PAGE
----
The remote itself is no dummy, either. As it happened, I’d given the app the wrong info: I’d told it that my Apple TV was connected to Video 3. When I tapped “Listen to Music” and the TV switched over to the TiVO, I grumbled and pressed the remote’s “Help” button, expecting the remote to do something brilliant like say “Check the manual.”
Instead, it gave me interactive tech support.
“Is the TV on?” it asked.
“Is the Apple TV on?” (yes)
“Is the TV switched to the right input?” (no).
The TV suddenly switched from Video 3 to Video 4.
“Is the TV switched to the right input now?” (yup).
“Did that fix the problem?”
True, it’s no different than dealing with any corporate IT department: someone with curt social skills who clearly thinks you’re a moron asks you a series of condescending questions. But you are, a moron and it did fix the problem and it’s not as though you have to invite it to your big barbecue this weekend or anything.
My only real complaints about the Harmony One are of the “Well, jeez, for $250 you ought to be able to…” variety. For instance, you can build a custom Action, but the individual keypresses available to you are limited to powering up devices and switching inputs. I’d love to be able to set up a one-touch button that says “I want to pipe this video through my DVD recorder and start recording immediately” but no can do, apparently.
Also: it’s an Apple (Freaking) TV. For $250, I shouldn’t have to see it described by the touchscreen as “Media Center PC.”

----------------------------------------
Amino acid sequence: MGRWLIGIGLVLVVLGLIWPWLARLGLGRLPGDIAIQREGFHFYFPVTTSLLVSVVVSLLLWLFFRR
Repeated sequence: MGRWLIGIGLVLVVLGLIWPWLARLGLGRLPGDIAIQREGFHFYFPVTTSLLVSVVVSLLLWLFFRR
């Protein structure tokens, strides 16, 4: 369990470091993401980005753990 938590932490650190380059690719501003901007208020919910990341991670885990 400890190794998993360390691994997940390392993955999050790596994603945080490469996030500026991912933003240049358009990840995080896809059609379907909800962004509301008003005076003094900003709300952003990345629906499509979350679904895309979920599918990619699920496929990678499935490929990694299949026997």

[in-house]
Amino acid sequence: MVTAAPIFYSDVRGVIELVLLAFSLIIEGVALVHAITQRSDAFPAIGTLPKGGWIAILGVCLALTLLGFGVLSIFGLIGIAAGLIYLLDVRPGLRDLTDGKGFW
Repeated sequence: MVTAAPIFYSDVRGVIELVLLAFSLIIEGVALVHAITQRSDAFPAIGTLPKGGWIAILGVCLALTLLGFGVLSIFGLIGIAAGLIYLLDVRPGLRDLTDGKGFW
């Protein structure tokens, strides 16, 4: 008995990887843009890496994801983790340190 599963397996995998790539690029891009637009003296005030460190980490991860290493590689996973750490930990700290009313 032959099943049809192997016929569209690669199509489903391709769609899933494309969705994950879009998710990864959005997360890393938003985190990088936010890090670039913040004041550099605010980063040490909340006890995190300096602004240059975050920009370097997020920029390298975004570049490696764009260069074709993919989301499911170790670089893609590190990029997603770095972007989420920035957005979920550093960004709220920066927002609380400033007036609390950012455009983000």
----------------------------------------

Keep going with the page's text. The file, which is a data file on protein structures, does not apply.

The other problem is out of the Harmony’s control. It can send commands to your components, but it gets no feedback to confirm that those commands were received and that the component is set the way the remote thinks it is. If your TV has a remote command that switches it directly to Video 2 (your TiVO), you’re good. If it just has a single “Video Input” button that cycles through all of the possible connections, the fuse is lit on a powderkeg of vinegary disappointment. The Harmony has to drive blind, pretty much. As often as not, after tapping one of these fabled Action buttons, I need to select the proper input manually.
The Harmony One’s best feature might actually be its shape. It’s perfectly sculpted for the human hand, which is what I’m equipped with. The size, shape and placement of its physical buttons is cozy and nicely thought out; it’s an uncluttered and welcoming arrangement. Overall, the remote’s shape and button layout makes you want to cancel your gym membership and watch more TV.
This really hits home when you compare the One to the Harmony 550. The 550 is designed much more like a conventional remote (with a clunky shape and cluttered keypad) and it lacks the One’s gorgeous color touchscreen. But it retains the One’s killer feature (you can program it via USB)…and it costs just $90 online.
But come on. Between the plasma screen and the hi-def DVD player and the $700 game console, you’ve already got $4000 tied up in that system. Your opportunity to prove that you value your kids’ college education more than you value a kick-ass rec room sailed away a long, long time ago.